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Teaching Plastic Surgery Techniques Using Digital Animation Versus a Textbook: A Blinded Prospective Randomized Trial
Roberto L. Flores, MD, Patrick DeMoss, BS, Carrie Klene, DDS, Robert Havlik, MD, Tholpady Sunil, MD PhD.
Indiana University, Indianapolis, IN, USA.
Plastic surgery trainees increasingly use digital animations and simulations to learn operative techniques. The usefulness of these tools in plastic surgery training, however, has not been scientifically tested. We present a blinded, prospective, randomized trial comparing the educational efficacy of digital animation versus textbook in teaching the Ivy Loop technique to novice learners.
Medical student volunteers (n=32) were videotaped as they fastened dental wire to teeth on a skull model (Pre-intervention analysis). Volunteers were then randomly assigned to one of two study groups: Animation (n=16) and Text (n=16). Study groups were shown either a digital animation or textbook demonstrating the Ivy Loop surgical technique. After a 20 minute study session, volunteers were videotaped as they performed the Ivy Loop technique on a skull model (Post-intervention analysis). Volunteers were then shown the educational material provided to the study group to which they were not assigned. The volunteers were asked to appraise the educational value the animation and textbook using the Student Evaluation of Educational Quality (SEEQ) survey, a validated educational quality measurement tool. A score of 1-5 (5 is the highest score) was given across 6 educational metrics for the animation and then the textbook. These metrics were as follows: “The textbook/animation: was stimulating; increased my interest in the subject; allowed me to learn the subject matter; was clear; was an effective way of teaching; was something I would recommend to others”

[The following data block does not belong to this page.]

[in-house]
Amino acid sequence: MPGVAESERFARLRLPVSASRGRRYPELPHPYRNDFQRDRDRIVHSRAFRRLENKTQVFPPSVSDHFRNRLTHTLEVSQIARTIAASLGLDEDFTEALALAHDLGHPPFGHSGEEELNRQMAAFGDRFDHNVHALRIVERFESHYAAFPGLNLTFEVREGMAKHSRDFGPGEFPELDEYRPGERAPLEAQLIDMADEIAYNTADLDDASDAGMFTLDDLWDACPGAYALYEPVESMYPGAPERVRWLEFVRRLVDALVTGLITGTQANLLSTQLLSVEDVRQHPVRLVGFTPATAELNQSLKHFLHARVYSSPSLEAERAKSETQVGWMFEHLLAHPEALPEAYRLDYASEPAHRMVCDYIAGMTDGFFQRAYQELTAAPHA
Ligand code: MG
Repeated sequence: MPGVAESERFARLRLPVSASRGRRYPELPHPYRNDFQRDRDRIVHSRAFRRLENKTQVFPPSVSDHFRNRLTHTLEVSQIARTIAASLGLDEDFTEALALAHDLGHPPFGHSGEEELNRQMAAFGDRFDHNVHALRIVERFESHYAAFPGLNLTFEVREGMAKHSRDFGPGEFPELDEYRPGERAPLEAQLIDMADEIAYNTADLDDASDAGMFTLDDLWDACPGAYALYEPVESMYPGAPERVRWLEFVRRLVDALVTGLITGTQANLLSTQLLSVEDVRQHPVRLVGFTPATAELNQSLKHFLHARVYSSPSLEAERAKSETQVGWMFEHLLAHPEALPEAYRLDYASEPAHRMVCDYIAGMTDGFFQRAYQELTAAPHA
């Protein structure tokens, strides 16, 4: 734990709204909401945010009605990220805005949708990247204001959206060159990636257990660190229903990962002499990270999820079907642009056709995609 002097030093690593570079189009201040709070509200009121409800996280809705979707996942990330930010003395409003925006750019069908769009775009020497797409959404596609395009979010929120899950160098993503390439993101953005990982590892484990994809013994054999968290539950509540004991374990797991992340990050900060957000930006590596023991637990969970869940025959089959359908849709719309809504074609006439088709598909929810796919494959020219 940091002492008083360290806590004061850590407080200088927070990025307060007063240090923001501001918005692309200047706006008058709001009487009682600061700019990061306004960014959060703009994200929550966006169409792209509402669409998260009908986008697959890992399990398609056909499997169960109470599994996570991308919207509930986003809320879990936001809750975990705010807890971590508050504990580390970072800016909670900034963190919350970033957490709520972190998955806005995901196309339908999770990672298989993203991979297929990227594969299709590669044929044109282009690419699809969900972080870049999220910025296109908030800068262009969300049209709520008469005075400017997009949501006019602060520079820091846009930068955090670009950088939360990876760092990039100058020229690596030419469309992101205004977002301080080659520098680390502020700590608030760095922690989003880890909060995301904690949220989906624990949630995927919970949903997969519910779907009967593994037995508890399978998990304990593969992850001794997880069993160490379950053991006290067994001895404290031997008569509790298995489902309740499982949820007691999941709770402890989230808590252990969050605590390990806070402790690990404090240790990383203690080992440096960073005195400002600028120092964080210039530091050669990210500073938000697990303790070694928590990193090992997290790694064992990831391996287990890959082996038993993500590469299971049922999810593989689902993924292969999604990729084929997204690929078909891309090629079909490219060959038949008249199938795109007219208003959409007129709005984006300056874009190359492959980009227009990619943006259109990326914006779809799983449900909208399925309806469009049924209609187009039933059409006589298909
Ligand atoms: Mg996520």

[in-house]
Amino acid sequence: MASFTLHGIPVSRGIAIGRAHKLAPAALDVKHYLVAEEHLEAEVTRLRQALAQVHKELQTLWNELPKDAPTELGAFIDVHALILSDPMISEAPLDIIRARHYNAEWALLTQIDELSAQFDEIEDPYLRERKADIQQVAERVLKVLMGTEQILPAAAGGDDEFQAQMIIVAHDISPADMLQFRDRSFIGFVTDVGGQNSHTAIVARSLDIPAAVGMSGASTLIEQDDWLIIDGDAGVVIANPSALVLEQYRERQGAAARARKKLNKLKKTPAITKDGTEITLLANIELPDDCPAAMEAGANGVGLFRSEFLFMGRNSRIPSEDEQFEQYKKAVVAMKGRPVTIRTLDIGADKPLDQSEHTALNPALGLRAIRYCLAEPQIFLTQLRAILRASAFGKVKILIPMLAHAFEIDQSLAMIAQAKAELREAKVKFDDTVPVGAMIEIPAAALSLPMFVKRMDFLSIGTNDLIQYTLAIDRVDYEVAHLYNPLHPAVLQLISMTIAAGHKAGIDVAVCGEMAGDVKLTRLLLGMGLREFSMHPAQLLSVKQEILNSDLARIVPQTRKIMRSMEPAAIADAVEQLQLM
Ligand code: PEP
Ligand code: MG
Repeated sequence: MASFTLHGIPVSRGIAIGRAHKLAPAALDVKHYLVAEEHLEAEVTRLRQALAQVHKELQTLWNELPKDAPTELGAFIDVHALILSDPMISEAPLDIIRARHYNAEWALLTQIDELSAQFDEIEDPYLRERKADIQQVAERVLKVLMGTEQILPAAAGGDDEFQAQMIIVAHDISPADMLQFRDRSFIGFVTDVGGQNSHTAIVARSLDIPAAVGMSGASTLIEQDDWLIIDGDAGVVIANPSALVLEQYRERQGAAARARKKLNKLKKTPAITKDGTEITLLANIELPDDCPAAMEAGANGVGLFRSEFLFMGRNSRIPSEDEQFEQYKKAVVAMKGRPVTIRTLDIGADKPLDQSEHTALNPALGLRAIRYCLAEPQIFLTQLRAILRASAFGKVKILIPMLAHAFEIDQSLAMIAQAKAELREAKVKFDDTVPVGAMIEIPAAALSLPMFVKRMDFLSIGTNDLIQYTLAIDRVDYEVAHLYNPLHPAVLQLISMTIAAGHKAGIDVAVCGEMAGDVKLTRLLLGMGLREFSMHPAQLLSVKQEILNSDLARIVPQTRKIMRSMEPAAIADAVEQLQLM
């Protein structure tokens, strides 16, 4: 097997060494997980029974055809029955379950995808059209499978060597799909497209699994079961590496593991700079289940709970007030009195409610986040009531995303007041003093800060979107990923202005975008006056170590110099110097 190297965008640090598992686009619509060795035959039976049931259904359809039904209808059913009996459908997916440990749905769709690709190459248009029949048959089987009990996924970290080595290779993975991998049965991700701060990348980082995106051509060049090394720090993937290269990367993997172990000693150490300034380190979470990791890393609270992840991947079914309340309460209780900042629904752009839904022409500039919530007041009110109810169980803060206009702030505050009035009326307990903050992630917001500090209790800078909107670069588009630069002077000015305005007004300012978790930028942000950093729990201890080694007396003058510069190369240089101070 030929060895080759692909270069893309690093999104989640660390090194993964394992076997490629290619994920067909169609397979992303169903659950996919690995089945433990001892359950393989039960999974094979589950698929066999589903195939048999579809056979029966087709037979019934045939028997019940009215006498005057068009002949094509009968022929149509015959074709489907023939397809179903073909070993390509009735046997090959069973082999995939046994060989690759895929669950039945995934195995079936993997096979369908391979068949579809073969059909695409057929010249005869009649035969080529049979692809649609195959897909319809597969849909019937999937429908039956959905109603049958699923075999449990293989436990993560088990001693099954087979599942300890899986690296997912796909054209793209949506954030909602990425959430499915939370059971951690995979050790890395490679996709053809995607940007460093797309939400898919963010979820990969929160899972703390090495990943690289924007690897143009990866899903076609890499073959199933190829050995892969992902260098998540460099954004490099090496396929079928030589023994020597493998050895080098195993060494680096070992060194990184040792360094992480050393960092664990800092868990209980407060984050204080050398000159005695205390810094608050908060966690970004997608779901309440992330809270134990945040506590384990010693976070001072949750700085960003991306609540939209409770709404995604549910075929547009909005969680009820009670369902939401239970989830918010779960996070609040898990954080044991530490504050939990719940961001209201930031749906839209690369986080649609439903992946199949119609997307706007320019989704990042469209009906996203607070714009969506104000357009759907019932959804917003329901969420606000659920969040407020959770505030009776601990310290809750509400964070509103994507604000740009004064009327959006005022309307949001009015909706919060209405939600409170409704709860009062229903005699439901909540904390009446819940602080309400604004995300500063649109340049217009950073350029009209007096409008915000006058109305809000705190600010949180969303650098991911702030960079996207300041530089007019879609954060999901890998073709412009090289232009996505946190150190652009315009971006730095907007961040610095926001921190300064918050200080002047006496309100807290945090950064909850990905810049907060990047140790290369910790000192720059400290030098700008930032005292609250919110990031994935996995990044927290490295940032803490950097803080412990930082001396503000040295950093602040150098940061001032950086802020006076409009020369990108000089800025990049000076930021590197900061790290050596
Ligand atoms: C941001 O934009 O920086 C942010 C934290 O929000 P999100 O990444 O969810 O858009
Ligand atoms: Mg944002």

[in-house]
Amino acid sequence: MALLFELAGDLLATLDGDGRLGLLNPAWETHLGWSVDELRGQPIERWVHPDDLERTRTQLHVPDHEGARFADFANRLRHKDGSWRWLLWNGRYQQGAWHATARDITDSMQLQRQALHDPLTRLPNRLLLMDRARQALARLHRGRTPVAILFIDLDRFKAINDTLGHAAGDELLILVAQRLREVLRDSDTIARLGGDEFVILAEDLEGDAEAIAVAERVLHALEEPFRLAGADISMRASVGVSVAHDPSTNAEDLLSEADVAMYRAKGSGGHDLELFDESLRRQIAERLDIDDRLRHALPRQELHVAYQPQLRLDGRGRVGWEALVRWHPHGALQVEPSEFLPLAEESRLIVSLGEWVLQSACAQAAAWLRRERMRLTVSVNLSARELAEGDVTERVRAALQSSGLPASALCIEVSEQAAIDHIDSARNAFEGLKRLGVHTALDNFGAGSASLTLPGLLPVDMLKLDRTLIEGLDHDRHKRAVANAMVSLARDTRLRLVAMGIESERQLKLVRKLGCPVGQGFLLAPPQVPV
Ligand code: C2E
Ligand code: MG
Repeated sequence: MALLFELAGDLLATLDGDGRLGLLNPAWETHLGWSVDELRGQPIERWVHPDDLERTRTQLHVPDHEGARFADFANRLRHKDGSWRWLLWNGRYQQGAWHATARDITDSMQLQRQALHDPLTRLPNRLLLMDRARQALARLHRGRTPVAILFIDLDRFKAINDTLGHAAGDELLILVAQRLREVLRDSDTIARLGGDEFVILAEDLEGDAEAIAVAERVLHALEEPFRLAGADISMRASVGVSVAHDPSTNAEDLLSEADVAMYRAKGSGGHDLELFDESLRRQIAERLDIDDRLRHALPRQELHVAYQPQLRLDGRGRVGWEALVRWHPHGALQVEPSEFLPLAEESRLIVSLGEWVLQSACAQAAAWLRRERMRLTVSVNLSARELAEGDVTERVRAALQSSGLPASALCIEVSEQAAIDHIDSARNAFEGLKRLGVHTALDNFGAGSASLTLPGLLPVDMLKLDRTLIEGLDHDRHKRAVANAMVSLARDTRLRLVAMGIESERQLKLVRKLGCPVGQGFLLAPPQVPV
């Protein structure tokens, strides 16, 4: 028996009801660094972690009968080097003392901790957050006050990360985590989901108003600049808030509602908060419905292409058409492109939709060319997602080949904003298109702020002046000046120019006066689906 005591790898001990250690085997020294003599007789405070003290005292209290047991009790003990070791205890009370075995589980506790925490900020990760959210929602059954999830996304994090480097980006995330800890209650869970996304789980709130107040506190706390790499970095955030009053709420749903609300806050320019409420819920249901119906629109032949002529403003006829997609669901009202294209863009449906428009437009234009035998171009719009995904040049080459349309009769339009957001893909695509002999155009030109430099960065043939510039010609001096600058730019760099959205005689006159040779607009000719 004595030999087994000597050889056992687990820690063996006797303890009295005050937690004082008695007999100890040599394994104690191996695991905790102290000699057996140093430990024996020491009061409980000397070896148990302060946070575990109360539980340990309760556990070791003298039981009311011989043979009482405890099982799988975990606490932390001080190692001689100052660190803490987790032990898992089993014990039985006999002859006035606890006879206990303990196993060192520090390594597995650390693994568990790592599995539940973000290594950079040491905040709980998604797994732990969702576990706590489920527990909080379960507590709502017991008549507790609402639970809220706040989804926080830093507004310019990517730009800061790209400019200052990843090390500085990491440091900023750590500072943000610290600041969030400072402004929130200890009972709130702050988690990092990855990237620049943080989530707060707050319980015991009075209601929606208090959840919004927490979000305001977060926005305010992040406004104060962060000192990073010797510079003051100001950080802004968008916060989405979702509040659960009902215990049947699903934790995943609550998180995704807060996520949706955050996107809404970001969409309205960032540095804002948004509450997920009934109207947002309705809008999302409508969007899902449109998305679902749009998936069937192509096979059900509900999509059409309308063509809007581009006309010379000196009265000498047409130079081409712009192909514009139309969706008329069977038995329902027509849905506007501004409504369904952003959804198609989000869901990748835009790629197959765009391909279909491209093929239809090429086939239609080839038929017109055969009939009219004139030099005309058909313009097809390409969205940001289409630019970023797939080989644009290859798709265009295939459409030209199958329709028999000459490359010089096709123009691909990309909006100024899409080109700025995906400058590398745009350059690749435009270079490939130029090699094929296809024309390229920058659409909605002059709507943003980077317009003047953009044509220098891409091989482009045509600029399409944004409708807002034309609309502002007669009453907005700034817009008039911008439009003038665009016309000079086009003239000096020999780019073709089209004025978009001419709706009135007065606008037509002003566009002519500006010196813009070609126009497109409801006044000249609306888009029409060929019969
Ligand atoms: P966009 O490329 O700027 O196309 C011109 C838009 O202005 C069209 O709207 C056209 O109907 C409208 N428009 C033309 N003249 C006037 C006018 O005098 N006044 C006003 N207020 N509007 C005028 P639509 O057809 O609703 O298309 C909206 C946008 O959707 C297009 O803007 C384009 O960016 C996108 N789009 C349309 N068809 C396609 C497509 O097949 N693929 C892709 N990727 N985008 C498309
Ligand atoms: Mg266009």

Pre-intervention and post-intervention video recordings were graded in a blinded fashion by two craniofacial surgeons using a validated surgical competency scale for dental wire handing. Surgical performance grades, time to task completion and educational survey scores were compared.
RESULTS: Pearson’s coefficient analysis revealed low interviewer variability in both the pre-intervention (0.75) and post-intervention analysis (0.92). Pre-intervention surgical performance scores did not significantly differ between the Animation and Text group (10.7 [2.8] vs. 11.1 [3.9]; p=0.74), but post-intervention analysis demonstrated significantly higher performance scores in the Animation group (18.8 [2.9] vs.13.0 [3.5]; p<0.001). Time to task completion was similar. The educational survey demonstrated significantly higher scores in the Animation group across all six metrics.
A blinded, prospective, randomized, study comparing the educational efficacy of a surgical textbook to digital animation demonstrates that, in novice learners, digital animation is a more effective tool to learn the Ivy Loop technique. In addition, test takers found digital animation to be the superior educational medium.
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